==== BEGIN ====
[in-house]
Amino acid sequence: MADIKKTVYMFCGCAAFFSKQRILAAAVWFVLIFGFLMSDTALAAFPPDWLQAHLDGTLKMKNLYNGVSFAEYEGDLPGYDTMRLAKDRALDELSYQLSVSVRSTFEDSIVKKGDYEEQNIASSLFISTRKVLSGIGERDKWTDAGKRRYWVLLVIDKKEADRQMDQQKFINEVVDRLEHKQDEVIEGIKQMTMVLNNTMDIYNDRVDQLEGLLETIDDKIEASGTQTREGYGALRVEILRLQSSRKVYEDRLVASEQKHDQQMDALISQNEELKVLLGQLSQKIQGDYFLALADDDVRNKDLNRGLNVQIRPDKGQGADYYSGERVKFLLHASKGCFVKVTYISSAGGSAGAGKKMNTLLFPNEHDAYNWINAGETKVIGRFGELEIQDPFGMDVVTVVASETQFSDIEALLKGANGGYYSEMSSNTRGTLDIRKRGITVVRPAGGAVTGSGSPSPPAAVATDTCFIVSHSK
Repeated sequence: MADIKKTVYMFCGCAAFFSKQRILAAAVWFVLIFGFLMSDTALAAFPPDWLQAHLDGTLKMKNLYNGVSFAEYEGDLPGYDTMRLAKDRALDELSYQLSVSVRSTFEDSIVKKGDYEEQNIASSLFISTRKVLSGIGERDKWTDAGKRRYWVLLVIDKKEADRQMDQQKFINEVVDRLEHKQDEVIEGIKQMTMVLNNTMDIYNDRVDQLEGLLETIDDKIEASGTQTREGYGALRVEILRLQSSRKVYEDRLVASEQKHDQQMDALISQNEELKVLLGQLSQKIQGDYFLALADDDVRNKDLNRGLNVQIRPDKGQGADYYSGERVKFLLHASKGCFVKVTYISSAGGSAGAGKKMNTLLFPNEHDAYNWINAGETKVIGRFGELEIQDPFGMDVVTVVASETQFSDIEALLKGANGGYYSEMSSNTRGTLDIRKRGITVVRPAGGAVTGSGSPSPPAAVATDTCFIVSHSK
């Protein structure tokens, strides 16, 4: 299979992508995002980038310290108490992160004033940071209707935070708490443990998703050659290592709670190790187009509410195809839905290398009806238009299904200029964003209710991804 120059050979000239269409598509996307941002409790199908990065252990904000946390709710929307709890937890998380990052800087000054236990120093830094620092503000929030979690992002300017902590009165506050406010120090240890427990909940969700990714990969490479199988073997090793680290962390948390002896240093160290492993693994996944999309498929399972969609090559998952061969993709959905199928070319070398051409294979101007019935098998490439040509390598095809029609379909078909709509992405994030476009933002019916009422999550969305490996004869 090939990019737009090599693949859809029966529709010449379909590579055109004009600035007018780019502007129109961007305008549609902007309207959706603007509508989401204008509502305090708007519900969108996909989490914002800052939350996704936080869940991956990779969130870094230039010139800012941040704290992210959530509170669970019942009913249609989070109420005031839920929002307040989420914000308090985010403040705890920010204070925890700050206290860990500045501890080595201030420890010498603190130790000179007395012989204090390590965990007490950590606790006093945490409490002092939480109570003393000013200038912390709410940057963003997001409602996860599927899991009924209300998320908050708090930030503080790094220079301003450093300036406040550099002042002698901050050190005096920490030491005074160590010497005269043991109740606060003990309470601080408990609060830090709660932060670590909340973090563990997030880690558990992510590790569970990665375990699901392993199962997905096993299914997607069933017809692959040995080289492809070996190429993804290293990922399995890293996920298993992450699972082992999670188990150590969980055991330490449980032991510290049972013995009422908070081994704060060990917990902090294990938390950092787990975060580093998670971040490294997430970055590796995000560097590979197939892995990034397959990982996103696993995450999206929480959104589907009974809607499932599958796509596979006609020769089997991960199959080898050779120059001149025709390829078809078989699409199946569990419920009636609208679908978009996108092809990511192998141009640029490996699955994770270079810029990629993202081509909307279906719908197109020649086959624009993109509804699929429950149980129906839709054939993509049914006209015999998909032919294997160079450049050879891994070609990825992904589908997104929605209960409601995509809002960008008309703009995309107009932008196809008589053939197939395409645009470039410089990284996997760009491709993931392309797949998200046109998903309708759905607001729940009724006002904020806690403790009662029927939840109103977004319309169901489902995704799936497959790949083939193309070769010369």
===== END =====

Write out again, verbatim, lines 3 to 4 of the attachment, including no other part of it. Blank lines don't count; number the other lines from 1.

Repeated sequence: MADIKKTVYMFCGCAAFFSKQRILAAAVWFVLIFGFLMSDTALAAFPPDWLQAHLDGTLKMKNLYNGVSFAEYEGDLPGYDTMRLAKDRALDELSYQLSVSVRSTFEDSIVKKGDYEEQNIASSLFISTRKVLSGIGERDKWTDAGKRRYWVLLVIDKKEADRQMDQQKFINEVVDRLEHKQDEVIEGIKQMTMVLNNTMDIYNDRVDQLEGLLETIDDKIEASGTQTREGYGALRVEILRLQSSRKVYEDRLVASEQKHDQQMDALISQNEELKVLLGQLSQKIQGDYFLALADDDVRNKDLNRGLNVQIRPDKGQGADYYSGERVKFLLHASKGCFVKVTYISSAGGSAGAGKKMNTLLFPNEHDAYNWINAGETKVIGRFGELEIQDPFGMDVVTVVASETQFSDIEALLKGANGGYYSEMSSNTRGTLDIRKRGITVVRPAGGAVTGSGSPSPPAAVATDTCFIVSHSK
């Protein structure tokens, strides 16, 4: 299979992508995002980038310290108490992160004033940071209707935070708490443990998703050659290592709670190790187009509410195809839905290398009806238009299904200029964003209710991804 120059050979000239269409598509996307941002409790199908990065252990904000946390709710929307709890937890998380990052800087000054236990120093830094620092503000929030979690992002300017902590009165506050406010120090240890427990909940969700990714990969490479199988073997090793680290962390948390002896240093160290492993693994996944999309498929399972969609090559998952061969993709959905199928070319070398051409294979101007019935098998490439040509390598095809029609379909078909709509992405994030476009933002019916009422999550969305490996004869 090939990019737009090599693949859809029966529709010449379909590579055109004009600035007018780019502007129109961007305008549609902007309207959706603007509508989401204008509502305090708007519900969108996909989490914002800052939350996704936080869940991956990779969130870094230039010139800012941040704290992210959530509170669970019942009913249609989070109420005031839920929002307040989420914000308090985010403040705890920010204070925890700050206290860990500045501890080595201030420890010498603190130790000179007395012989204090390590965990007490950590606790006093945490409490002092939480109570003393000013200038912390709410940057963003997001409602996860599927899991009924209300998320908050708090930030503080790094220079301003450093300036406040550099002042002698901050050190005096920490030491005074160590010497005269043991109740606060003990309470601080408990609060830090709660932060670590909340973090563990997030880690558990992510590790569970990665375990699901392993199962997905096993299914997607069933017809692959040995080289492809070996190429993804290293990922399995890293996920298993992450699972082992999670188990150590969980055991330490449980032991510290049972013995009422908070081994704060060990917990902090294990938390950092787990975060580093998670971040490294997430970055590796995000560097590979197939892995990034397959990982996103696993995450999206929480959104589907009974809607499932599958796509596979006609020769089997991960199959080898050779120059001149025709390829078809078989699409199946569990419920009636609208679908978009996108092809990511192998141009640029490996699955994770270079810029990629993202081509909307279906719908197109020649086959624009993109509804699929429950149980129906839709054939993509049914006209015999998909032919294997160079450049050879891994070609990825992904589908997104929605209960409601995509809002960008008309703009995309107009932008196809008589053939197939395409645009470039410089990284996997760009491709993931392309797949998200046109998903309708759905607001729940009724006002904020806690403790009662029927939840109103977004319309169901489902995704799936497959790949083939193309070769010369």